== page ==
Just like Trump, Florida Republicans have been conflicted in their relationship with the Proud Boys.

In the fall of 2018, the chairman of the Miami-Dade GOP apologized after Tarrio confronted U.S. House Speaker Nancy Pelosi outside a Shalala Coral Gables campaign office during a protest organized by Miami Republicans, including Trump’s current Florida campaign state director. Tarrio shouted expletives at Pelosi, who recalled Thursday that “they came and pounded the doors and shook the place … scaring everyone.” Afterward, U.S. Sen. Marco Rubio disavowed the scene, tweeting that protesters had behaved “like the repudiation mobs Castro has long used in Cuba.”

Tarrio also complained on Facebook last year that he wasn’t allowed to attend the Miami-Dade GOP’s Christmas Party.

And yet, during the 2018 Florida election recounts for governor and U.S. Senate, the Proud Boys were among a crowd of protesters who joined Republican U.S. Rep. Matt Gaetz outside the Broward County elections office to claim without evidence that elections staff were “finding votes” for Democrats. Gaetz, a Trump confidant, posed for a photo with a member of the group. Other Republicans, including U.S. Sen. Ted Cruz, U.S. Rep. Dan Crenshaw, former White House press secretary Sarah Huckabee Sanders and Donald Trump Jr., have also taken selfies with Tarrio.

While Trump now says he doesn’t know the Proud Boys, Tarrio is also close with Roger Stone, a former Trump political adviser whose prison sentence for lying to Congress was commuted this year by the president. Reached Thursday, Stone told the Miami Herald he was suing the newspaper over an article detailing Facebook’s decision to kick him off its platform after spotting “inauthentic behavior” in sites boosting Stone and the Proud Boys.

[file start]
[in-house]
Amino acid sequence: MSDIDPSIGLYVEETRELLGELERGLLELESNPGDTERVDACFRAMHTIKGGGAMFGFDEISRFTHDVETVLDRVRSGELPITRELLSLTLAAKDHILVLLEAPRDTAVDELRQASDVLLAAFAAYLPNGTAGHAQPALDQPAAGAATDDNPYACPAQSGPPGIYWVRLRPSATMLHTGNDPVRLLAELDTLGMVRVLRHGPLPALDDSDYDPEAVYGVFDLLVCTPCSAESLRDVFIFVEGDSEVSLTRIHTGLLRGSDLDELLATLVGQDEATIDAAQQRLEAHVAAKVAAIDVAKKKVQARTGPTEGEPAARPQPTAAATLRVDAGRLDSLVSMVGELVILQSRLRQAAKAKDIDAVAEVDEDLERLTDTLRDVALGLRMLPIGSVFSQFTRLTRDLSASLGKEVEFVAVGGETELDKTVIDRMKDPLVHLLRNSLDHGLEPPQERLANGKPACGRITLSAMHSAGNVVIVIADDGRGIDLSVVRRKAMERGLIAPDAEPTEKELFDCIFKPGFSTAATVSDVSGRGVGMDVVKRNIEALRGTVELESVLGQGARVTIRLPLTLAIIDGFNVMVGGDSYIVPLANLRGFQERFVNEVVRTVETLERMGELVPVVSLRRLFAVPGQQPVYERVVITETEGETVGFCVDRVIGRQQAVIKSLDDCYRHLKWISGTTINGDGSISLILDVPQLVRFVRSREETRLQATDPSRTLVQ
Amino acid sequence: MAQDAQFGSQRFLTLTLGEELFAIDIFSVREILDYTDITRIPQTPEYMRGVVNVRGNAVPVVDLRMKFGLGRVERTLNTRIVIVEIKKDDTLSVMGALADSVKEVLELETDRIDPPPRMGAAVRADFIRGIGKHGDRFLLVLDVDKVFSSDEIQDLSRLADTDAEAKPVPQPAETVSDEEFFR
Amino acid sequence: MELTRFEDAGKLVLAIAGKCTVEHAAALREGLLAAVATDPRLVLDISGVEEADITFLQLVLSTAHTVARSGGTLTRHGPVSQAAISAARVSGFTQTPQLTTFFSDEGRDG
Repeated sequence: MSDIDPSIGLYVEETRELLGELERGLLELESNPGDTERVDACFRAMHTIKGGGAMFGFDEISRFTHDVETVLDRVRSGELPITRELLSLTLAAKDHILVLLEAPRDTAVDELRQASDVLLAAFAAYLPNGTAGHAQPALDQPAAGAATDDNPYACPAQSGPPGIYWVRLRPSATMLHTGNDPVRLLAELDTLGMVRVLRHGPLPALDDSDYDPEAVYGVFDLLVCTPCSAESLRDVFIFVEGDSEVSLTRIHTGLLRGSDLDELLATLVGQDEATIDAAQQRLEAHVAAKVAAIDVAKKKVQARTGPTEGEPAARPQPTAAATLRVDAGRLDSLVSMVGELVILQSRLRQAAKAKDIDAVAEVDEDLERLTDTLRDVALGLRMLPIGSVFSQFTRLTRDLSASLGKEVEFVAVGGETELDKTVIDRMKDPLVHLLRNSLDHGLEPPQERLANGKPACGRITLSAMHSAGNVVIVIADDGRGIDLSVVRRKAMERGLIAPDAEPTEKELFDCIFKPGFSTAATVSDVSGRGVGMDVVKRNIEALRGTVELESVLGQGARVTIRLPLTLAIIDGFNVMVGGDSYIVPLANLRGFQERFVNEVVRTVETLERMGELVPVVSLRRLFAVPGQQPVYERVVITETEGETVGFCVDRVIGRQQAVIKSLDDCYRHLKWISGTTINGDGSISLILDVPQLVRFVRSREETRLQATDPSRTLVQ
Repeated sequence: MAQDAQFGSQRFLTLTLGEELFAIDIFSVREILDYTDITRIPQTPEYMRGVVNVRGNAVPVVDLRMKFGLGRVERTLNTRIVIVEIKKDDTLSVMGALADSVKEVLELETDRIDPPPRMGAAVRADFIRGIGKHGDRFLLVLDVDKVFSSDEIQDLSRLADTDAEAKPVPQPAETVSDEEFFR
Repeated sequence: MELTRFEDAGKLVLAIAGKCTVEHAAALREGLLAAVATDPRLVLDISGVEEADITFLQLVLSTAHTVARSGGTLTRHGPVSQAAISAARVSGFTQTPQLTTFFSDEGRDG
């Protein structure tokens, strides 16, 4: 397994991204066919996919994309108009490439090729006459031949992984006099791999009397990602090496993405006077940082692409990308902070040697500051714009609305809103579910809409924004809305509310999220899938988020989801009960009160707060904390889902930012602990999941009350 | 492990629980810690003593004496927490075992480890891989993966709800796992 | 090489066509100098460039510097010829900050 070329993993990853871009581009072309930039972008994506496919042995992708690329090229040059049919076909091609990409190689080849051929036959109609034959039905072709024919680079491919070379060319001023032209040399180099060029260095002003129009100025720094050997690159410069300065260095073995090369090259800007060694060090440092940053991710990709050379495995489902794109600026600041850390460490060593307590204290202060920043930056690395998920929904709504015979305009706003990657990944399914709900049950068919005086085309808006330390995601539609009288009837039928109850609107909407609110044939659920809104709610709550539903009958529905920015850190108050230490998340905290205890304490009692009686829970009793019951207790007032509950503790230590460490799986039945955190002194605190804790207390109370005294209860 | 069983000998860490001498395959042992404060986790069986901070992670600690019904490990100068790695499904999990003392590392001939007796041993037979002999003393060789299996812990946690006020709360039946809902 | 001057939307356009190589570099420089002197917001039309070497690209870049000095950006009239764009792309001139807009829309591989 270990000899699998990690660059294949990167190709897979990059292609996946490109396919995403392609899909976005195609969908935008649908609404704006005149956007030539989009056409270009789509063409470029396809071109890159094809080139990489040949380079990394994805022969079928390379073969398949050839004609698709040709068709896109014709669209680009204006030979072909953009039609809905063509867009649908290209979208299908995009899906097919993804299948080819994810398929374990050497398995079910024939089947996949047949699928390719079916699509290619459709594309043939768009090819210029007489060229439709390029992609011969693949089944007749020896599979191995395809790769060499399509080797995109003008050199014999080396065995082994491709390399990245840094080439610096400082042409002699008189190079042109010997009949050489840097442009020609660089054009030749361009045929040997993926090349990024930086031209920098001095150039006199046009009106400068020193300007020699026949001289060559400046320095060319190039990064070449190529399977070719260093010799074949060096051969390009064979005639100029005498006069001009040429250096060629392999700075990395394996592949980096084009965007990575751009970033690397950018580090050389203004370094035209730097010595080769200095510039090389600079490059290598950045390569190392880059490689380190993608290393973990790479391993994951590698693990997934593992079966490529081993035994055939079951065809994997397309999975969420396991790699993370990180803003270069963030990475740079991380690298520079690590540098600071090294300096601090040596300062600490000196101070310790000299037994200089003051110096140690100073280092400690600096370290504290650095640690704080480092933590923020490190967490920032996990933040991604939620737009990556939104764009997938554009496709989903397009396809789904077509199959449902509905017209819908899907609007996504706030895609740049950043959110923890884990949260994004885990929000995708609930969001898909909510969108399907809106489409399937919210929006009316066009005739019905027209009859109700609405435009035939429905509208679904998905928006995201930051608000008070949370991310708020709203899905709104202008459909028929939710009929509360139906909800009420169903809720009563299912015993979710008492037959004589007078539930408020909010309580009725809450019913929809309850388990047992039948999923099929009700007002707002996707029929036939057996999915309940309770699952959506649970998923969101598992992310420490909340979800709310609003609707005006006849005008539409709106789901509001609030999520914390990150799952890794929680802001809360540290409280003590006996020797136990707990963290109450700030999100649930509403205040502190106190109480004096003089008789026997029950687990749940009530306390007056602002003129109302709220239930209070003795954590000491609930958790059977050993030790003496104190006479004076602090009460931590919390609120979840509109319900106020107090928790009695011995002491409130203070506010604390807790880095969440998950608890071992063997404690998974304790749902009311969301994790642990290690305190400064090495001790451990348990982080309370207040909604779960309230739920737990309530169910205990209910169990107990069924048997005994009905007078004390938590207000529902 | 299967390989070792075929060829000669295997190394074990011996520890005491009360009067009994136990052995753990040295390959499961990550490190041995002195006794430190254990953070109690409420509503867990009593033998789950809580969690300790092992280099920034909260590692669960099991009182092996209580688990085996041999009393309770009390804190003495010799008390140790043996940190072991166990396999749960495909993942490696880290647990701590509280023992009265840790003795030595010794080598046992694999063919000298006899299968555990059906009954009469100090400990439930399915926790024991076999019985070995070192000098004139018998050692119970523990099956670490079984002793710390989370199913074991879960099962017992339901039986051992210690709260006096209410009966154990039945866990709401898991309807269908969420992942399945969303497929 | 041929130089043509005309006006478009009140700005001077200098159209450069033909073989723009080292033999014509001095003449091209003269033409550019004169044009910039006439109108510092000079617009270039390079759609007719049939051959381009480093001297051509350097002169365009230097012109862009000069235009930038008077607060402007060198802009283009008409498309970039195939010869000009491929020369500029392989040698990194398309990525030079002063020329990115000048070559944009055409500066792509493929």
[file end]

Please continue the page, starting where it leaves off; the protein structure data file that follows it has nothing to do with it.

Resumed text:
“Proud Boys?” Stone texted. “The attorney general of the United States says that ANTIFA Is a well-funded, well organized conspiracy yet senile Joe Biden, perhaps the single most corrupt US senator in history, insists that they don’t even exist. It seems like you may be missing the story out of Yesterday’s debate.”

A spokesman for the Republican Party said that the president’s remarks at the debate should be interpreted as a condemnation of the Proud Boys.

“President Trump has a long track record of denouncing, disavowing and condemning white supremacists, and hate groups and did so regarding the Proud Boys,” said Paris Dennard, a senior communications advisor for Black Media Affairs at the Republican National Committee. “The RNC condemns all hate groups like Antifa, the KKK and the Proud Boys.”